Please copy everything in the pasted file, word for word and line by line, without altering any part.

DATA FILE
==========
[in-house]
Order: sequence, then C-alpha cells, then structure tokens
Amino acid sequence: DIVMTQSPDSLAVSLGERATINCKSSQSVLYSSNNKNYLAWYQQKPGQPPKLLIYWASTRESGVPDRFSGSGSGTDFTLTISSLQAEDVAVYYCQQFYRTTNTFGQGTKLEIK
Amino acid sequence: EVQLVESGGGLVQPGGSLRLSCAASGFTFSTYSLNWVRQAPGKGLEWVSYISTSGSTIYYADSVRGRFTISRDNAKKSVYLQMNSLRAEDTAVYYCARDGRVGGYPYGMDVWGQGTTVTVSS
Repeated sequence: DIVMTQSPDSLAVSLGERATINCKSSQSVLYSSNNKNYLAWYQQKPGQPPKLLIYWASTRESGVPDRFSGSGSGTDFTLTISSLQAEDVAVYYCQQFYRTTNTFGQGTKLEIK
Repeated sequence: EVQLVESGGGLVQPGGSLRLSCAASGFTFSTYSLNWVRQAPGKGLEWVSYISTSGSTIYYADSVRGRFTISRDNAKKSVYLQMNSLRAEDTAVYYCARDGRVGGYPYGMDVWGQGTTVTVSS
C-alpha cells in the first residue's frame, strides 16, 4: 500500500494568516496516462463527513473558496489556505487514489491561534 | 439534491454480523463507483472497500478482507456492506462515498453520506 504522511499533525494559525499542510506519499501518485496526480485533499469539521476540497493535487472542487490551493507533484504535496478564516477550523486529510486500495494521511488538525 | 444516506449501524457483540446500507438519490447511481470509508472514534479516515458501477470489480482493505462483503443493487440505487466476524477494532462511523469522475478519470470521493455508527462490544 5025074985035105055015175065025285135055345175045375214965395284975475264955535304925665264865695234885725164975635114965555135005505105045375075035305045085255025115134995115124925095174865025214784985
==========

[in-house]
Order: sequence, then C-alpha cells, then structure tokens
Amino acid sequence: DIVMTQSPDSLAVSLGERATINCKSSQSVLYSSNNKNYLAWYQQKPGQPPKLLIYWASTRESGVPDRFSGSGSGTDFTLTISSLQAEDVAVYYCQQFYRTTNTFGQGTKLEIK
Amino acid sequence: EVQLVESGGGLVQPGGSLRLSCAASGFTFSTYSLNWVRQAPGKGLEWVSYISTSGSTIYYADSVRGRFTISRDNAKKSVYLQMNSLRAEDTAVYYCARDGRVGGYPYGMDVWGQGTTVTVSS
Repeated sequence: DIVMTQSPDSLAVSLGERATINCKSSQSVLYSSNNKNYLAWYQQKPGQPPKLLIYWASTRESGVPDRFSGSGSGTDFTLTISSLQAEDVAVYYCQQFYRTTNTFGQGTKLEIK
Repeated sequence: EVQLVESGGGLVQPGGSLRLSCAASGFTFSTYSLNWVRQAPGKGLEWVSYISTSGSTIYYADSVRGRFTISRDNAKKSVYLQMNSLRAEDTAVYYCARDGRVGGYPYGMDVWGQGTTVTVSS
C-alpha cells in the first residue's frame, strides 16, 4: 500500500494568516496516462463527513473558496489556505487514489491561534 | 439534491454480523463507483472497500478482507456492506462515498453520506 504522511499533525494559525499542510506519499501518485496526480485533499469539521476540497493535487472542487490551493507533484504535496478564516477550523486529510486500495494521511488538525 | 444516506449501524457483540446500507438519490447511481470509508472514534479516515458501477470489480482493505462483503443493487440505487466476524477494532462511523469522475478519470470521493455508527462490544 5025074985035105055015175065025285135055345175045375214965395284975475264955535304925665264865695234885725164975635114965555135005505105045375075035305045085255025115134995115124925095174865025214784985